New research shows that less than half of businesses surveyed in the UK are only “moderately satisfied” with their current digital HR and payroll processes. 

According to new research by SD Worx, a HR and payroll services provider, only 43 per cent of HR departments in the UK are “moderately satisfied” with their current system for HR and payroll processes.

Businesses have also failed to adopt digital technology within their systems as less than 10 per cent (9.4 per cent) have implemented a fully automated, digitised and/or integrated HR and payroll system.

Despite a significant number of HR teams reporting they are unsatisfied by their current HR and payroll processes, this was not seen as a main priority for many businesses in the UK. When surveyed, SD Worx found that, out of 19 possible priorities, ‘HR process automation’ and ‘digital transformation’ were listed as 14th and 17th respectively. Conversely, wellbeing was listed as a main priority for HR teams.

However, many HR teams have reported that they plan to tackle HR process automation over the next 12 months, with half (50 per cent) stating that they are creating projects to work on this. A similar number, 47.1 per cent, have stated that digital transformation is going to be worked on over the next year in their organisation.  Although many companies see automation and digital technology as something that needs to be improved, only just over a fifth (22.5 per cent) listed this as a “very important” project.

Ferdi Claes, Managing Director HR Europe at Computer Task Group, an information and technology solutions provider, explains how this lack of priority towards digital HR may stem from budgetary limitations:

Because of budgetary constraints, the automation and digitisation of HR aren’t priorities for most companies during COVID-19. But from an HR perspective, they are. Advanced digital maturity allows you to focus on strategic tasks and to raise the value of your HR team as a business partner.

Furthermore, it is clear that SMEs (small and medium enterprises) are still lagging behind when it comes to digital HR in comparison to their larger counterparts. Whilst almost half of all companies with over 250 employees stated that their automation level for HR and payroll was high or very high, only a third (30 per cent) of companies with fewer than 100 employees said the same.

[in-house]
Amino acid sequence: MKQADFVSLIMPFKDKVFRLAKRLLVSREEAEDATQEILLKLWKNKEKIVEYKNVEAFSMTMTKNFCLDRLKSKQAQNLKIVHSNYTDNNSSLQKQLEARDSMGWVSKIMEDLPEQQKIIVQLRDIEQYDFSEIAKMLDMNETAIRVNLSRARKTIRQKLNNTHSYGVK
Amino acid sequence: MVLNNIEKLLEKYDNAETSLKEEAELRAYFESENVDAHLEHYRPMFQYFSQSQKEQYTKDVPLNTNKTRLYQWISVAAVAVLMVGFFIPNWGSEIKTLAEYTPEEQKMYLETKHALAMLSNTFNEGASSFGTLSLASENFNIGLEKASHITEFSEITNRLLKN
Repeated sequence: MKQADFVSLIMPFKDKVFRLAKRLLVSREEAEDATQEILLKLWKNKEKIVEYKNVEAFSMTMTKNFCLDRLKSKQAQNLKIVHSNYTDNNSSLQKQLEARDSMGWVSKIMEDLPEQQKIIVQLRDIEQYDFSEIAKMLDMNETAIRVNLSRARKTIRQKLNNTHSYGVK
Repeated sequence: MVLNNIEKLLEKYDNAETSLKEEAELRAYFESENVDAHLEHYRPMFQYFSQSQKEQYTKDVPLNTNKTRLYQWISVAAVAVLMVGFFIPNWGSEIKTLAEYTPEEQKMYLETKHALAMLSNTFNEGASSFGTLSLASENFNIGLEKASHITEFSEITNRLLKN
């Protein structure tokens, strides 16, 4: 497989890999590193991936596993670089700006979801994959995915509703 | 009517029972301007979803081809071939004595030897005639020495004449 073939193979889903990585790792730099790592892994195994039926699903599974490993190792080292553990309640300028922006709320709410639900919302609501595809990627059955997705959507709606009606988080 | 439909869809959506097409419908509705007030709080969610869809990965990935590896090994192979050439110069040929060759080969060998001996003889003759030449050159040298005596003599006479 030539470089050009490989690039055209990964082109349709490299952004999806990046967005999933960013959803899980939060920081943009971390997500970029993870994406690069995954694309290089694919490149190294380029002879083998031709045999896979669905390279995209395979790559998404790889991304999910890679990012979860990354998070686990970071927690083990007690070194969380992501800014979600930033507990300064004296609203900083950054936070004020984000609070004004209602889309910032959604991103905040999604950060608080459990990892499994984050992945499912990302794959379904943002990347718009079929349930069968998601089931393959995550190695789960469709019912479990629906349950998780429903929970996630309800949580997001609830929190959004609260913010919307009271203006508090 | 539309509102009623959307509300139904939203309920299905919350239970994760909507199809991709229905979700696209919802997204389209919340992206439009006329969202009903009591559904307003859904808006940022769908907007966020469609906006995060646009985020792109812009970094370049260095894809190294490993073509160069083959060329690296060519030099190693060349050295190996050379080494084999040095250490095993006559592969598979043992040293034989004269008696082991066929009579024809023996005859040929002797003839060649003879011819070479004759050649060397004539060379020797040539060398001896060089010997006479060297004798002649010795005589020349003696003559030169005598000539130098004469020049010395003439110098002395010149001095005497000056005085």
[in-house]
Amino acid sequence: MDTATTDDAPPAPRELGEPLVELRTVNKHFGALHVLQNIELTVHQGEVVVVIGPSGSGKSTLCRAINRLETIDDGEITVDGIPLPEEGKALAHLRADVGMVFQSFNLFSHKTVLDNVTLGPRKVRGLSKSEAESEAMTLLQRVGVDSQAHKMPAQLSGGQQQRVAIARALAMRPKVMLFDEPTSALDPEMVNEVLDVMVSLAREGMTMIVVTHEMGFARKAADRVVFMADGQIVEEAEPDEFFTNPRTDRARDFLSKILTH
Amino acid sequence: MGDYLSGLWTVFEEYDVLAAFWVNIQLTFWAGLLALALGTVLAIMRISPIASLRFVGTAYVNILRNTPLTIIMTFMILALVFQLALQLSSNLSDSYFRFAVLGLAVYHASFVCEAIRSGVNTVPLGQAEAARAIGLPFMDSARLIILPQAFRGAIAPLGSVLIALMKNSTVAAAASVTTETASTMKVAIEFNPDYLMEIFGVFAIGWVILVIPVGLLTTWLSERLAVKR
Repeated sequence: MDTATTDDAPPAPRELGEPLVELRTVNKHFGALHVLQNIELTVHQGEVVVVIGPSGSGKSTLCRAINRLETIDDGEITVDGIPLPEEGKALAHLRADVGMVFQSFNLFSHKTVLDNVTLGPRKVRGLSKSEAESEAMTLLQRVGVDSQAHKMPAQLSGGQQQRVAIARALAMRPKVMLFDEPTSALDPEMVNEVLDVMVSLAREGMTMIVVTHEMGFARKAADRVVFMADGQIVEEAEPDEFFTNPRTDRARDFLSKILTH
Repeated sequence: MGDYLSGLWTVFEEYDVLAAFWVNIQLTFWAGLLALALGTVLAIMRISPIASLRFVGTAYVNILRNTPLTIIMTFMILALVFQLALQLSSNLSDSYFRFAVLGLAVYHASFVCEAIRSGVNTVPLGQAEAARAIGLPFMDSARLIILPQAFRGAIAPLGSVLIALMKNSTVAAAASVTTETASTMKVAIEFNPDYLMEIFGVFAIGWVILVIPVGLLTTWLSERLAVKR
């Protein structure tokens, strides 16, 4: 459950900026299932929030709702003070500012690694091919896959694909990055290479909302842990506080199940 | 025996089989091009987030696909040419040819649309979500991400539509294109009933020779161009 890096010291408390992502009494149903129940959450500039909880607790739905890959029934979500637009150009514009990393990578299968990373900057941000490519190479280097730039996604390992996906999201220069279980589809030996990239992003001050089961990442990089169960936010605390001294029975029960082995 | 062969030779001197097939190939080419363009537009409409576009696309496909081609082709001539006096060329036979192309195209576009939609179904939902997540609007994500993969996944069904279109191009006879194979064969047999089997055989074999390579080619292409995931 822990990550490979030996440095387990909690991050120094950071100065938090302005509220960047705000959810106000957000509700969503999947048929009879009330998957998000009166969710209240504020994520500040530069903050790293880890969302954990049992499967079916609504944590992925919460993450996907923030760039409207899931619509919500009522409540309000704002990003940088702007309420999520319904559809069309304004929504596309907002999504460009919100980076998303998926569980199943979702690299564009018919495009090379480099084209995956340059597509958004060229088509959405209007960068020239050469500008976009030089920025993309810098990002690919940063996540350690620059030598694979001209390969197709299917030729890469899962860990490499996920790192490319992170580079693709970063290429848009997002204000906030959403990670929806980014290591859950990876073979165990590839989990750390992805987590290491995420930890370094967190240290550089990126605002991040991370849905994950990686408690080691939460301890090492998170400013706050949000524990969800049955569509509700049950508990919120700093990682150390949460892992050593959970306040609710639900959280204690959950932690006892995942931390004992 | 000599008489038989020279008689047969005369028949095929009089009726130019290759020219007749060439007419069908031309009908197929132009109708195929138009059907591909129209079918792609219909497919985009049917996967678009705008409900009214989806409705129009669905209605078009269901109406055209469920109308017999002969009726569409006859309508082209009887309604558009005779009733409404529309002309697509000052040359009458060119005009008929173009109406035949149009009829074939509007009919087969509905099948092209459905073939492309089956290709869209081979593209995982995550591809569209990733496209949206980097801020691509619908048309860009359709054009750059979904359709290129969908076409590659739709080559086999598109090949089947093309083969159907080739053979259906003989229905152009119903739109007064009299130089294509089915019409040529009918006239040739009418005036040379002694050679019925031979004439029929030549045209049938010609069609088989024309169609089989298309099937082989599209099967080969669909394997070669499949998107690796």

This ultimately shows that smaller companies, who reported being moderately to largely unsatisfied with their digital maturity in HR, still have a lot of ground to cover in order to catch up to bigger businesses.

Investing in digital HR is a crucial way for SMEs to gain a competitive edge when it comes to attracting and retaining the best talent in addition to generating long-term savings for their organisation.

Cathy Geerts, Chief HR Officer at SD Worx, said:

Technology is freeing up HR teams to take on big-picture matters, armed with predictive data analytics, making the field more exciting, more rewarding and perhaps more competitive as well. We can’t ignore the importance of digitisation, as it affects us in so many ways. Productivity soars, and HR professionals and able to show the real value they bring to the business. That makes the HR function even more strategic and puts talent managers at the heart of value creation.

If you are interested in hearing how your company can create a resilient HR strategy for 2021 in the face of COVID-19, register for our webinar here which will go live on the 19th November at 11am.

*These results were taken from SD Worx’s online survey “The Future of Work and People in Europe – Fluid as Hoola Hoop Shaking 2020” which was conducted in June 2020 and surveyed 3,000 companies in 11 European countries (Belgium, the Netherlands, France, Italy, Spain, Ireland, Germany, Austria, Switzerland, Poland and the UK).





Monica Sharma is an English Literature graduate from the University of Warwick. As Editor for HRreview, her particular interests in HR include issues concerning diversity, employment law and wellbeing in the workplace. Alongside this, she has written for student publications in both England and Canada. Monica has also presented her academic work concerning the relationship between legal systems, sexual harassment and racism at a university conference at the University of Western Ontario, Canada.